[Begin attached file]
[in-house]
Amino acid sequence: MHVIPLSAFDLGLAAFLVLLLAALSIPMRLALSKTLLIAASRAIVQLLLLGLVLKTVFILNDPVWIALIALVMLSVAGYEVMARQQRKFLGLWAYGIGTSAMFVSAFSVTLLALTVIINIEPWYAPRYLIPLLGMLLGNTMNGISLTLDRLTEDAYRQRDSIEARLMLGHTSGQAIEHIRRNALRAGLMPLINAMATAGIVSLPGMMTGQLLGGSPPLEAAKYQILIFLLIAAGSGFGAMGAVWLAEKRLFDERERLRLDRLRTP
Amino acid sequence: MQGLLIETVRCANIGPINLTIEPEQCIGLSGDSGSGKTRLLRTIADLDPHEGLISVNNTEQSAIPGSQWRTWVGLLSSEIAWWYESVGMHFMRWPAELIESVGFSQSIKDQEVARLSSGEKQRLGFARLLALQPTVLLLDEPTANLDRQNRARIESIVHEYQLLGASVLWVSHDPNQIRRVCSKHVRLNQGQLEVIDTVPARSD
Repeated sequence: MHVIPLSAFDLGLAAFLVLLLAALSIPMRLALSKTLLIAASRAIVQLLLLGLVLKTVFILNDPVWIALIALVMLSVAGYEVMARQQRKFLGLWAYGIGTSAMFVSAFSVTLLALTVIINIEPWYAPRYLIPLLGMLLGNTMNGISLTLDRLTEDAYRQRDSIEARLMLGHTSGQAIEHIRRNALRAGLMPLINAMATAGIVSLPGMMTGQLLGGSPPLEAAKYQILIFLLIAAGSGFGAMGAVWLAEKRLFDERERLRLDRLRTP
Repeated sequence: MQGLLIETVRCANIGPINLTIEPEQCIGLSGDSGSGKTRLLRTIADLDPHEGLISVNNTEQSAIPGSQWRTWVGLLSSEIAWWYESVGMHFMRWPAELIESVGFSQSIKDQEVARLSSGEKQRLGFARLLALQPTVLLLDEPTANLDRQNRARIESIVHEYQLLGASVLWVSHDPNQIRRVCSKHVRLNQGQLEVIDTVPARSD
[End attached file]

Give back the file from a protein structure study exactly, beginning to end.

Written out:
[in-house]
Amino acid sequence: MHVIPLSAFDLGLAAFLVLLLAALSIPMRLALSKTLLIAASRAIVQLLLLGLVLKTVFILNDPVWIALIALVMLSVAGYEVMARQQRKFLGLWAYGIGTSAMFVSAFSVTLLALTVIINIEPWYAPRYLIPLLGMLLGNTMNGISLTLDRLTEDAYRQRDSIEARLMLGHTSGQAIEHIRRNALRAGLMPLINAMATAGIVSLPGMMTGQLLGGSPPLEAAKYQILIFLLIAAGSGFGAMGAVWLAEKRLFDERERLRLDRLRTP
Amino acid sequence: MQGLLIETVRCANIGPINLTIEPEQCIGLSGDSGSGKTRLLRTIADLDPHEGLISVNNTEQSAIPGSQWRTWVGLLSSEIAWWYESVGMHFMRWPAELIESVGFSQSIKDQEVARLSSGEKQRLGFARLLALQPTVLLLDEPTANLDRQNRARIESIVHEYQLLGASVLWVSHDPNQIRRVCSKHVRLNQGQLEVIDTVPARSD
Repeated sequence: MHVIPLSAFDLGLAAFLVLLLAALSIPMRLALSKTLLIAASRAIVQLLLLGLVLKTVFILNDPVWIALIALVMLSVAGYEVMARQQRKFLGLWAYGIGTSAMFVSAFSVTLLALTVIINIEPWYAPRYLIPLLGMLLGNTMNGISLTLDRLTEDAYRQRDSIEARLMLGHTSGQAIEHIRRNALRAGLMPLINAMATAGIVSLPGMMTGQLLGGSPPLEAAKYQILIFLLIAAGSGFGAMGAVWLAEKRLFDERERLRLDRLRTP
Repeated sequence: MQGLLIETVRCANIGPINLTIEPEQCIGLSGDSGSGKTRLLRTIADLDPHEGLISVNNTEQSAIPGSQWRTWVGLLSSEIAWWYESVGMHFMRWPAELIESVGFSQSIKDQEVARLSSGEKQRLGFARLLALQPTVLLLDEPTANLDRQNRARIESIVHEYQLLGASVLWVSHDPNQIRRVCSKHVRLNQGQLEVIDTVPARSD